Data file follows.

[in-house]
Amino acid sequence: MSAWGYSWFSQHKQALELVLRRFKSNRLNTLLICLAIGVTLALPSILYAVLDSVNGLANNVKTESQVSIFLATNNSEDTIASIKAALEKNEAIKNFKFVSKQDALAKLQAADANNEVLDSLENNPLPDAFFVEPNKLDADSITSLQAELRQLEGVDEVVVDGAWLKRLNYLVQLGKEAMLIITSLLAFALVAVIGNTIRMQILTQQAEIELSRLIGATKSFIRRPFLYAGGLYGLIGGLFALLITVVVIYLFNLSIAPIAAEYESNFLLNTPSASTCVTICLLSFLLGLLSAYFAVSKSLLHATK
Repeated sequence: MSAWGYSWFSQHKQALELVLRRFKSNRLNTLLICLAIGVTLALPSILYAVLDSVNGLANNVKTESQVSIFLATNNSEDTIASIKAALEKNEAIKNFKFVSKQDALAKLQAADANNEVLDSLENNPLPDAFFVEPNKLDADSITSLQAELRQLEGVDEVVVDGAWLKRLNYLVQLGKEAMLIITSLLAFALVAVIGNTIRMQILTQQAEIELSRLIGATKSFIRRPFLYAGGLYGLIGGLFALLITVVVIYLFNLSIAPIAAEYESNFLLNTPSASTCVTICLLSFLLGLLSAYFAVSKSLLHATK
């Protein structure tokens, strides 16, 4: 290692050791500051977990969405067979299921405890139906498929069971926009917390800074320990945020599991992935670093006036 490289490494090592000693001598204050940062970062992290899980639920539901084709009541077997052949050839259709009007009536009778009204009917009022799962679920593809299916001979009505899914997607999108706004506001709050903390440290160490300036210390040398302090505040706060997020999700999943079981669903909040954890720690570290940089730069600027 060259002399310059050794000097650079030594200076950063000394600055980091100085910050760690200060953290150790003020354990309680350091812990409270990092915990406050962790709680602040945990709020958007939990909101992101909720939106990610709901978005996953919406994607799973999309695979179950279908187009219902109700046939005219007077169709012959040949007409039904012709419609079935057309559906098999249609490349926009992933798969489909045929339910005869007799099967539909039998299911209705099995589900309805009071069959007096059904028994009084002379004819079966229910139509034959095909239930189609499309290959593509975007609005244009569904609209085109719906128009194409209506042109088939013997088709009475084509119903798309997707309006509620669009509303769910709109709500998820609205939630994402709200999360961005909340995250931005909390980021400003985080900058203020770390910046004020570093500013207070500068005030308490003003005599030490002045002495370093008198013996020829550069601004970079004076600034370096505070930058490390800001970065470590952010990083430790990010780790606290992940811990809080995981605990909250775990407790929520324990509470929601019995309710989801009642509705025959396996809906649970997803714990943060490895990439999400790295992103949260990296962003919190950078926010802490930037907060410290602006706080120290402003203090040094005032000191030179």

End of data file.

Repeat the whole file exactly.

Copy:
[in-house]
Amino acid sequence: MSAWGYSWFSQHKQALELVLRRFKSNRLNTLLICLAIGVTLALPSILYAVLDSVNGLANNVKTESQVSIFLATNNSEDTIASIKAALEKNEAIKNFKFVSKQDALAKLQAADANNEVLDSLENNPLPDAFFVEPNKLDADSITSLQAELRQLEGVDEVVVDGAWLKRLNYLVQLGKEAMLIITSLLAFALVAVIGNTIRMQILTQQAEIELSRLIGATKSFIRRPFLYAGGLYGLIGGLFALLITVVVIYLFNLSIAPIAAEYESNFLLNTPSASTCVTICLLSFLLGLLSAYFAVSKSLLHATK
Repeated sequence: MSAWGYSWFSQHKQALELVLRRFKSNRLNTLLICLAIGVTLALPSILYAVLDSVNGLANNVKTESQVSIFLATNNSEDTIASIKAALEKNEAIKNFKFVSKQDALAKLQAADANNEVLDSLENNPLPDAFFVEPNKLDADSITSLQAELRQLEGVDEVVVDGAWLKRLNYLVQLGKEAMLIITSLLAFALVAVIGNTIRMQILTQQAEIELSRLIGATKSFIRRPFLYAGGLYGLIGGLFALLITVVVIYLFNLSIAPIAAEYESNFLLNTPSASTCVTICLLSFLLGLLSAYFAVSKSLLHATK
């Protein structure tokens, strides 16, 4: 290692050791500051977990969405067979299921405890139906498929069971926009917390800074320990945020599991992935670093006036 490289490494090592000693001598204050940062970062992290899980639920539901084709009541077997052949050839259709009007009536009778009204009917009022799962679920593809299916001979009505899914997607999108706004506001709050903390440290160490300036210390040398302090505040706060997020999700999943079981669903909040954890720690570290940089730069600027 060259002399310059050794000097650079030594200076950063000394600055980091100085910050760690200060953290150790003020354990309680350091812990409270990092915990406050962790709680602040945990709020958007939990909101992101909720939106990610709901978005996953919406994607799973999309695979179950279908187009219902109700046939005219007077169709012959040949007409039904012709419609079935057309559906098999249609490349926009992933798969489909045929339910005869007799099967539909039998299911209705099995589900309805009071069959007096059904028994009084002379004819079966229910139509034959095909239930189609499309290959593509975007609005244009569904609209085109719906128009194409209506042109088939013997088709009475084509119903798309997707309006509620669009509303769910709109709500998820609205939630994402709200999360961005909340995250931005909390980021400003985080900058203020770390910046004020570093500013207070500068005030308490003003005599030490002045002495370093008198013996020829550069601004970079004076600034370096505070930058490390800001970065470590952010990083430790990010780790606290992940811990809080995981605990909250775990407790929520324990509470929601019995309710989801009642509705025959396996809906649970997803714990943060490895990439999400790295992103949260990296962003919190950078926010802490930037907060410290602006706080120290402003203090040094005032000191030179």